At the recent OML2 Day in Evesham, I met a couple of chaps from Oxford, Dave and John, who had just started playing IABSM. After a bit of a chat, I volunteered to go over to Oxford and run a game for them. The venue was John's excellent man-cave, the game one of the scenarios from the Blenneville or Bust scenario pack: #5J Belle Maison. Below is the resultant AAR.
The Riveaux valley campaign is drawing to an end, with the Germans proving resilient to Allied attacks. So resilient, in fact, that they have pushed the Allies back to Diot, a town at the head of the valley, and are now preparing to take that as well. Key to their attempt is their heavy artillery. Key to getting their heavy artillery into position is the road that runs through the village of Belle Maison. The Allies have recognised this and have rushed a blocking force into the village to prevent the Germans getting through. Now the Germans will attempt to clear Belle Maison of all resistance in order to bring up their guns and seal Diot's fate.
The Allied blocking force consists of part of B Company, The Alban Regiment: a Scottish unit headed by Captain Gordon Glasgow. Two platoons of stubborn Scots infantry are supported by a platoon of anti-tank guns (six-pounders), a couple of MMGs mounted on universal carriers, and a troop of three Churchill tanks. The tanks were held just south of the village, ready to be brought into action when required. Off-table artillery in the form of a battery of four 25-pounders had been tasked to assist whenever necessary.
The German clearing force was very powerful indeed. Six Panther tanks in three zugs were supported by three zugs of panzergrenadiers, one of which was mounted in half-tracks. There was also a small reconnaissance unit of a Puma and a couple of SdKfz231, plus multiple small recon teams (four Dummy Blinds).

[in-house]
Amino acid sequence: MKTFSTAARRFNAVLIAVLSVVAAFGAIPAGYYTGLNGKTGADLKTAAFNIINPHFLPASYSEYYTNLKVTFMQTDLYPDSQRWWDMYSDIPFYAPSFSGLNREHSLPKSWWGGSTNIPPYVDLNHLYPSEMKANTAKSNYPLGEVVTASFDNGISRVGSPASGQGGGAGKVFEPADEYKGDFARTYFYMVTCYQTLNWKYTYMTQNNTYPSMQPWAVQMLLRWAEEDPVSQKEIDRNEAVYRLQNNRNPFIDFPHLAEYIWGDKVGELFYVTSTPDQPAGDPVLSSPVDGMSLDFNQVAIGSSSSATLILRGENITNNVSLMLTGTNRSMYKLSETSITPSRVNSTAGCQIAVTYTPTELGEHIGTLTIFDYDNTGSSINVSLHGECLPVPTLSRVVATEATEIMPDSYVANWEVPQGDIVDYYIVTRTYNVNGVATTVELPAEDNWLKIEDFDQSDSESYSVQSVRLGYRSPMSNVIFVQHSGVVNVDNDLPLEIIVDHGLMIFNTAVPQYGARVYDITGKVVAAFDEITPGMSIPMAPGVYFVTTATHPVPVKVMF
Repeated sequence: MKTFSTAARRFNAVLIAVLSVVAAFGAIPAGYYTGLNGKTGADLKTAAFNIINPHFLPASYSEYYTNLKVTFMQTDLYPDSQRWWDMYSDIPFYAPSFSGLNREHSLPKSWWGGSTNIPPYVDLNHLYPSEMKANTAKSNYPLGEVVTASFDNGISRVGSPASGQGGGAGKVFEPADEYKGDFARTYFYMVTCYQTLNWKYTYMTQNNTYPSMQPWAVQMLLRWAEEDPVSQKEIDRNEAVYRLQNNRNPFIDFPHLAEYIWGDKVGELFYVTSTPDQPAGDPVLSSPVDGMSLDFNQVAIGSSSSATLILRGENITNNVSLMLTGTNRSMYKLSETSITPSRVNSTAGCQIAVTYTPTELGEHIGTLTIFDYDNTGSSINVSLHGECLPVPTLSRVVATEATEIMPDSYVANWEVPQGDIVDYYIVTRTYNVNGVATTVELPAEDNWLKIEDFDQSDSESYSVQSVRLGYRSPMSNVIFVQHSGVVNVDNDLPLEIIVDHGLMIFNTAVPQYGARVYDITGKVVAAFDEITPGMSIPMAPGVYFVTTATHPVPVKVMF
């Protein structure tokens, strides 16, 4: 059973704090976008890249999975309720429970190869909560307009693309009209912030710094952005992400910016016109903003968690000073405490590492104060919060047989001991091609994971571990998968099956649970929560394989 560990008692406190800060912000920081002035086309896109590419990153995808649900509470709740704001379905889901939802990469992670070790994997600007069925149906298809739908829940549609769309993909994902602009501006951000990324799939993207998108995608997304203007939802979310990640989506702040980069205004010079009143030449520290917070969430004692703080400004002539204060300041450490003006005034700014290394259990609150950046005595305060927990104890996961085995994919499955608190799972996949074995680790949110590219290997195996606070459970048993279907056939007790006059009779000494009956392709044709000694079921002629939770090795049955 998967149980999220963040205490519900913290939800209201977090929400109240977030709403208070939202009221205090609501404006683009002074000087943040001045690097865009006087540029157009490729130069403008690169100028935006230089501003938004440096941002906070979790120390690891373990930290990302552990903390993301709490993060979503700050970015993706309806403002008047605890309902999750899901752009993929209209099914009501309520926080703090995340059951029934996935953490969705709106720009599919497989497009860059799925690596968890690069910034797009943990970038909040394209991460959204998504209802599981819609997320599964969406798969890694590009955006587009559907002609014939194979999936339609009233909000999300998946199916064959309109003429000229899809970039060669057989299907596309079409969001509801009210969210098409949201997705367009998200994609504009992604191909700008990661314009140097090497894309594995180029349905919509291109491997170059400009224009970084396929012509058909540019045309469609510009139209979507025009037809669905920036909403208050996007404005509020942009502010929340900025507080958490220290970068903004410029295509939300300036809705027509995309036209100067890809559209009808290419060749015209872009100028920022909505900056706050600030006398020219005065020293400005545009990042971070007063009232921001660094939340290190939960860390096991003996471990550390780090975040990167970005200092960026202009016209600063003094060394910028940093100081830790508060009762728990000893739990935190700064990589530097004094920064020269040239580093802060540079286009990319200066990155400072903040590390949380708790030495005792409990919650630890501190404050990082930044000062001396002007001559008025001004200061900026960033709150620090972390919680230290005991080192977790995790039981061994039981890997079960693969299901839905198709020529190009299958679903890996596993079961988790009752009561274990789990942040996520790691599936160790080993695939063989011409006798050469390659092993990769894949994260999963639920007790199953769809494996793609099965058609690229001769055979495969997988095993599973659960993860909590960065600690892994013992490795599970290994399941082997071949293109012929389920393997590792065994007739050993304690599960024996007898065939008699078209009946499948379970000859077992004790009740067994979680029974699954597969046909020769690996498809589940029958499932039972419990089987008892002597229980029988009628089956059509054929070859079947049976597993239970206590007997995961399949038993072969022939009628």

Belle Maison itself is built along the main Chemont-Diot road. The road runs north-south but, at the bottom of a valley, it turns east-west for a couple of hundred yards, and it is this east-west section that is bordered by the houses and shops that make up the village.
The Germans opened the action: advancing down the western or non-road side of the battlefield. They spotted movement in the houses at their end of the village, but couldn't identify exactly what it was they were seeing.
The Germans were quickly spotted themselves; their Blinds being revealed as the Recon unit backed up by a zug of Panthers. Also spotted were the British carrier-mounted MMGs who were, unfortunately, quickly pinned down by saturating HE fire from the two Panthers.
The Germans were naturally keen to know what was in the houses in front of them, so concentrated their spotting efforts there, eventually revealing a platoon of British infantry. The British were operating two up, one back i.e. they started with two sections in the front row of houses, one behind.
Two more Panthers de-cloaked from Blinds and started shelling the houses, eventually forcing the enemy infantry to retreat one section to the rearward row of houses. The other would have retreated as well, but was pinned down by the tank fire.